There’s a Catholic school a 5-minute walk away from where I live. They have an adjacent church with a cross atop a spire that’s visible from my window, and church bells ring now and again during the day. When the bells ring, I wonder what the kids in the school are up to – Is it time for a prayer? Are they assembling in a special room for lunch?
Of course these questions pop up because of the many rituals we had in school. We had a Mary behind a glass wall at the entrance landing that kids jostled to touch for morning blessing, and a chapel with clean floor tiles that was always deserted. When Principals changed, we wondered if the new Sister would be stricter or distribute nicer gifts on Children’s day. There were speaker announcements to gather somewhere class-wise to deliver yet another announcement, and a bunch of similar school things.
What I was most curious about, however, was the school’s boarding facility.
From what we’d heard, life there was unappealing – you had to pray at least twice a day, wash your own clothes, go to bed early, other general dull stuff. However, to me, the plus that paled all cons was that you could walk the empty grounds in the evening when nobody was around, the red earth glowing in the brilliant evening sun.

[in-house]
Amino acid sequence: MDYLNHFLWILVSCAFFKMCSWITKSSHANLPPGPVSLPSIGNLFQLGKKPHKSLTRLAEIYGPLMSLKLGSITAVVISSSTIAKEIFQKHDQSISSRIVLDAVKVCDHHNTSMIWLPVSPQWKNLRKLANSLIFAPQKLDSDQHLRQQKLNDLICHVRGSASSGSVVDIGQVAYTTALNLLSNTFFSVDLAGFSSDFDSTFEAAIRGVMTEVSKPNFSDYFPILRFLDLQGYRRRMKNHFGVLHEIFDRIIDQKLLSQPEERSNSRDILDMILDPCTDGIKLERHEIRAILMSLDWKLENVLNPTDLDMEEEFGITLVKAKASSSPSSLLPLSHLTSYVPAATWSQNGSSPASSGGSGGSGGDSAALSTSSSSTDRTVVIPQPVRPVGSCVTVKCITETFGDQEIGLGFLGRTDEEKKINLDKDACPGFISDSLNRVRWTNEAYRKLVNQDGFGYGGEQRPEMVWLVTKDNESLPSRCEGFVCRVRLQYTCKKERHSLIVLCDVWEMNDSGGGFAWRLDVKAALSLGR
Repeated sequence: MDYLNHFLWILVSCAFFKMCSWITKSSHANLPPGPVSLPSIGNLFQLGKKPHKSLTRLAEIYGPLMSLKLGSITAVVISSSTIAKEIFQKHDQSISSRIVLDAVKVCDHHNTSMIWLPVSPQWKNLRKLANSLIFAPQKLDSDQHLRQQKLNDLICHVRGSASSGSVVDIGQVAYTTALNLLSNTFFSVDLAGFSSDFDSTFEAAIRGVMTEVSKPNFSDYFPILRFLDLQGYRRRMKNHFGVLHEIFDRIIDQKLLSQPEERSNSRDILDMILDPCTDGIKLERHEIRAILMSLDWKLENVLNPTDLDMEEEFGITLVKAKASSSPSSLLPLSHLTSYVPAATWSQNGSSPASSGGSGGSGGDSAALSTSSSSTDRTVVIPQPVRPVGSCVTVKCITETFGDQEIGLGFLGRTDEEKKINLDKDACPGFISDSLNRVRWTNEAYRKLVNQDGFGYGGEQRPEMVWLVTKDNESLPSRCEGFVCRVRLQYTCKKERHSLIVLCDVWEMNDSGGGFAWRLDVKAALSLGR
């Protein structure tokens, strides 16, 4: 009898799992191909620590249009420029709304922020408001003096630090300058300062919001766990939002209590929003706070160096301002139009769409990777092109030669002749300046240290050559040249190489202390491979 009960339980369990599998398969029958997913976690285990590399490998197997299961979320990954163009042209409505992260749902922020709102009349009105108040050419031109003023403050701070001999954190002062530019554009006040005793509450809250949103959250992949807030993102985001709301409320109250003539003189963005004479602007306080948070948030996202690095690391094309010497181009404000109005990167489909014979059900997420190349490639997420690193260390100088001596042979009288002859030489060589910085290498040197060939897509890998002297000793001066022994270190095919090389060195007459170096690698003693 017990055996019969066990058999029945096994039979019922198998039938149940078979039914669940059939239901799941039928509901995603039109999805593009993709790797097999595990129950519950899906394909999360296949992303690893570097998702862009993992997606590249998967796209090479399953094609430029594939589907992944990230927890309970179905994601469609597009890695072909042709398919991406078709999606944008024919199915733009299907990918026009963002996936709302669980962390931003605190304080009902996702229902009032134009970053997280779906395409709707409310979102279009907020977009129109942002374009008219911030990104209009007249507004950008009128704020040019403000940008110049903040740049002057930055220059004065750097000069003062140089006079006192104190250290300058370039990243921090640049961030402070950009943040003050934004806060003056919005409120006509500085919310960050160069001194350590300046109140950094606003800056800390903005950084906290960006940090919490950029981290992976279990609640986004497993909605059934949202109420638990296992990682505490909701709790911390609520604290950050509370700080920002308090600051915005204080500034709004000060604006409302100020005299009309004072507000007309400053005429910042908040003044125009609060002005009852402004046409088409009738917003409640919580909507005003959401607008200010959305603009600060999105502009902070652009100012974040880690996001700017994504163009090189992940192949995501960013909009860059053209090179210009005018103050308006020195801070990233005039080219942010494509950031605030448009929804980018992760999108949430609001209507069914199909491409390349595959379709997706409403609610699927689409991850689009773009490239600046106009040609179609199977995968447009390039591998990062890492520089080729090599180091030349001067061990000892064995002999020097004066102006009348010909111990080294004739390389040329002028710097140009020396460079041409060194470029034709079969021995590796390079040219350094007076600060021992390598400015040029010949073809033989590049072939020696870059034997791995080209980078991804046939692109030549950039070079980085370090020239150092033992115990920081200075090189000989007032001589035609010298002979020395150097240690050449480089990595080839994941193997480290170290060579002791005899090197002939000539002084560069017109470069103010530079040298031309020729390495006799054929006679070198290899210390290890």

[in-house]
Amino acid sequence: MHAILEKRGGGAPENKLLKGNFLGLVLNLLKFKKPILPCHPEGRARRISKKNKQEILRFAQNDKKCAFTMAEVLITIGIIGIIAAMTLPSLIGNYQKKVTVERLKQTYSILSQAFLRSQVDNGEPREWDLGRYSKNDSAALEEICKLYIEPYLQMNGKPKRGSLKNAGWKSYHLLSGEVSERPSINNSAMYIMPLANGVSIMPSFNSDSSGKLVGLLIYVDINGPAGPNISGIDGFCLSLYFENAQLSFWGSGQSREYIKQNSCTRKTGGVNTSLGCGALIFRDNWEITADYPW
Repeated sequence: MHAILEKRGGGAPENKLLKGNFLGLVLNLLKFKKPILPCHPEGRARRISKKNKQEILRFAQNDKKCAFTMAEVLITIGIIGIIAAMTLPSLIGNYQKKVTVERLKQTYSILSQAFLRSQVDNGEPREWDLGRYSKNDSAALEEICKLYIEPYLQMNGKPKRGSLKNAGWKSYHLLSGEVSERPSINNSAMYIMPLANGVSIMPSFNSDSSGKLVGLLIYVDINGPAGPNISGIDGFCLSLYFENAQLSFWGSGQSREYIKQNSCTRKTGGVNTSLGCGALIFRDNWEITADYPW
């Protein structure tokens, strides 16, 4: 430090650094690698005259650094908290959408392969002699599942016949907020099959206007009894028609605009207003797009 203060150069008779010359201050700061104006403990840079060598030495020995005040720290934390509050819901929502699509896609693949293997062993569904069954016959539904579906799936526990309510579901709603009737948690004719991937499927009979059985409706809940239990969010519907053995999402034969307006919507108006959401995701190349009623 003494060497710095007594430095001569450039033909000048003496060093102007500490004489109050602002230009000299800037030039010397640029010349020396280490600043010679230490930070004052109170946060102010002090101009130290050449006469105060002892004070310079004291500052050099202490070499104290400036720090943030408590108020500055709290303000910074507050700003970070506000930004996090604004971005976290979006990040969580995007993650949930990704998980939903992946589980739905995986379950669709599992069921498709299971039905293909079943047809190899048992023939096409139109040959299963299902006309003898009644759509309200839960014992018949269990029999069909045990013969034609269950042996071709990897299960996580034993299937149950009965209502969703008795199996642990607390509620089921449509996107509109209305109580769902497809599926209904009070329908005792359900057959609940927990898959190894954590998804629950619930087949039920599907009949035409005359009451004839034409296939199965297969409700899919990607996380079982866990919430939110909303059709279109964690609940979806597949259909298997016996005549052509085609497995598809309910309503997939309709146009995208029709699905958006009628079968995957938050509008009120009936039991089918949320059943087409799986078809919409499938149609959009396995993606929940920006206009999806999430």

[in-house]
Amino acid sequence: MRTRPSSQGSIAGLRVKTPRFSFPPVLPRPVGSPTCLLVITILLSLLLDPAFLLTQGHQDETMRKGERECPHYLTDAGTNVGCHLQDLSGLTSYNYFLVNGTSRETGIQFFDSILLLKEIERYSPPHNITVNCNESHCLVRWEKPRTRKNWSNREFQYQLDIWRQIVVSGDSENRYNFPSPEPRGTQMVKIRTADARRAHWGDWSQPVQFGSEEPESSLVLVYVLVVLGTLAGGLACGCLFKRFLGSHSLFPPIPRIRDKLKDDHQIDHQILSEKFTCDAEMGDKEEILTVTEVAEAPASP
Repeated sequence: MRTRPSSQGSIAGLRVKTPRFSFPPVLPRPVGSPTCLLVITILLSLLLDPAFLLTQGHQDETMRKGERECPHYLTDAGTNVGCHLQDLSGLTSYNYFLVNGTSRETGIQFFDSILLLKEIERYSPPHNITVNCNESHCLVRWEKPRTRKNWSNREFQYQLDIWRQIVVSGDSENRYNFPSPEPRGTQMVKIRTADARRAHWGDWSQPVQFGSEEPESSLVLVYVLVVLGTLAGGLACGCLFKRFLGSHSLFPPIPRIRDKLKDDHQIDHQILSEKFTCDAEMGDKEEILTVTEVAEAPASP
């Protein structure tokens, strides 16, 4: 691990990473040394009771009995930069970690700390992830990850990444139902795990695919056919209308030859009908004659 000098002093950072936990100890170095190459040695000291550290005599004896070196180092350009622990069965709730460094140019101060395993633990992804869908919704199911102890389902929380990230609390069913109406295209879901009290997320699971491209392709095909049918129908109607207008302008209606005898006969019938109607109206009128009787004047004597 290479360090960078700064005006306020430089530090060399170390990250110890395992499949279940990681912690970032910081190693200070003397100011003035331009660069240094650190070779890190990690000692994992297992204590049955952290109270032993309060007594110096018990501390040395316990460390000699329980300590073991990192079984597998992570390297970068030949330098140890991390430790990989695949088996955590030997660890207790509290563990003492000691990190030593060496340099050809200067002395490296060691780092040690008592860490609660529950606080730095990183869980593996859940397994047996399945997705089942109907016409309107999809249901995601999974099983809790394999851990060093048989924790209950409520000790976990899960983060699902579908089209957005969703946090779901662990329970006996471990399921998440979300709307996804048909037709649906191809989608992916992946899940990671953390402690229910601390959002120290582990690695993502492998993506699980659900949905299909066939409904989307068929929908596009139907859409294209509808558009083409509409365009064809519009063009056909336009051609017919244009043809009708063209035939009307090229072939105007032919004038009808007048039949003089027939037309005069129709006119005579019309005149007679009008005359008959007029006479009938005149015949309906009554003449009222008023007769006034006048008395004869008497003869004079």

That was a sight you only saw if you happened to be at school for summer classes, or in the evenings after board exams while walking to the main gate entrance. Or if you had to arrive in the early hours for a class trip or an ISC meet – in which case you’d likely be running around to locate a student or to grab hold of your event’s teacher-in-charge. And you would steal glances from afar of the ground stretched out in the twilight, like stealing precious memories. 🙂
In tenth during Youth Festival week , a junior in our dance team was staying at the boarding cos her family was not in town. She was a window into the intriguing world with her tidbits : they had to wake up early in the morning, sit at a common table for meals, show up on time for prayer at the sparkling-clean chapel. One evening before practice, she went to her room to leave her bags and brought back with her the evening snack – it was pudina chutney sandwich, humble, believable. But of course, I thought, you could stroll around the ground any time you want to, alone or with a friend, in non-uniform clothes (slightly crinkled, because you washed them yourself), soaking in the peace.
After our last board exam in twelfth, we were slowly walking from New hall to the front gate. It was our last day in school, in uniform. We were exhausted and hadn’t planned anything special, no clicking pictures either. I think Divya said that out loud, the rest of us nodded and hmmed. As we passed by I realized I never got to stay at the boarding, never got the golden grounds to myself after all.